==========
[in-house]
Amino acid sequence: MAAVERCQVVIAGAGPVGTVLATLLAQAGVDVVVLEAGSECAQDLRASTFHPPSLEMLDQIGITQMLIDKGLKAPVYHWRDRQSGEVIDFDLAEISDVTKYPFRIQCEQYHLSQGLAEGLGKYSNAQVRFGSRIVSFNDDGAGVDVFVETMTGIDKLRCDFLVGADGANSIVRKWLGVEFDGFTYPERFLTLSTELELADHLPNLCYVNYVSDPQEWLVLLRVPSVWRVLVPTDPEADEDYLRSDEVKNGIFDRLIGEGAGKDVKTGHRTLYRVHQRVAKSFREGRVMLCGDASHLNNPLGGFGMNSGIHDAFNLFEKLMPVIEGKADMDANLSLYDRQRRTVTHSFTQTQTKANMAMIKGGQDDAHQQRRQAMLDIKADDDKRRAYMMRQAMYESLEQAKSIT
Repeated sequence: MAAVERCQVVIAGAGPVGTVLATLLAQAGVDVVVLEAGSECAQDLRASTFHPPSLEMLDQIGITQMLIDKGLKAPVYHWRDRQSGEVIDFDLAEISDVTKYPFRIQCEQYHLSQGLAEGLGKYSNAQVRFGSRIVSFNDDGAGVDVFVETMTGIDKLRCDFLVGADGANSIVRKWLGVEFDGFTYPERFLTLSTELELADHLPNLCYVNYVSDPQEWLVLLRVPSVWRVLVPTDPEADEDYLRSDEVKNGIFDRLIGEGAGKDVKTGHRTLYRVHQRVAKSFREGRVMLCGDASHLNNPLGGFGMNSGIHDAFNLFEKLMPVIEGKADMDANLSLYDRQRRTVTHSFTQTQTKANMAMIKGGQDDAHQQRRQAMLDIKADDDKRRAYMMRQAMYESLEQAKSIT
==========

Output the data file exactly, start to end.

[in-house]
Amino acid sequence: MAAVERCQVVIAGAGPVGTVLATLLAQAGVDVVVLEAGSECAQDLRASTFHPPSLEMLDQIGITQMLIDKGLKAPVYHWRDRQSGEVIDFDLAEISDVTKYPFRIQCEQYHLSQGLAEGLGKYSNAQVRFGSRIVSFNDDGAGVDVFVETMTGIDKLRCDFLVGADGANSIVRKWLGVEFDGFTYPERFLTLSTELELADHLPNLCYVNYVSDPQEWLVLLRVPSVWRVLVPTDPEADEDYLRSDEVKNGIFDRLIGEGAGKDVKTGHRTLYRVHQRVAKSFREGRVMLCGDASHLNNPLGGFGMNSGIHDAFNLFEKLMPVIEGKADMDANLSLYDRQRRTVTHSFTQTQTKANMAMIKGGQDDAHQQRRQAMLDIKADDDKRRAYMMRQAMYESLEQAKSIT
Repeated sequence: MAAVERCQVVIAGAGPVGTVLATLLAQAGVDVVVLEAGSECAQDLRASTFHPPSLEMLDQIGITQMLIDKGLKAPVYHWRDRQSGEVIDFDLAEISDVTKYPFRIQCEQYHLSQGLAEGLGKYSNAQVRFGSRIVSFNDDGAGVDVFVETMTGIDKLRCDFLVGADGANSIVRKWLGVEFDGFTYPERFLTLSTELELADHLPNLCYVNYVSDPQEWLVLLRVPSVWRVLVPTDPEADEDYLRSDEVKNGIFDRLIGEGAGKDVKTGHRTLYRVHQRVAKSFREGRVMLCGDASHLNNPLGGFGMNSGIHDAFNLFEKLMPVIEGKADMDANLSLYDRQRRTVTHSFTQTQTKANMAMIKGGQDDAHQQRRQAMLDIKADDDKRRAYMMRQAMYESLEQAKSIT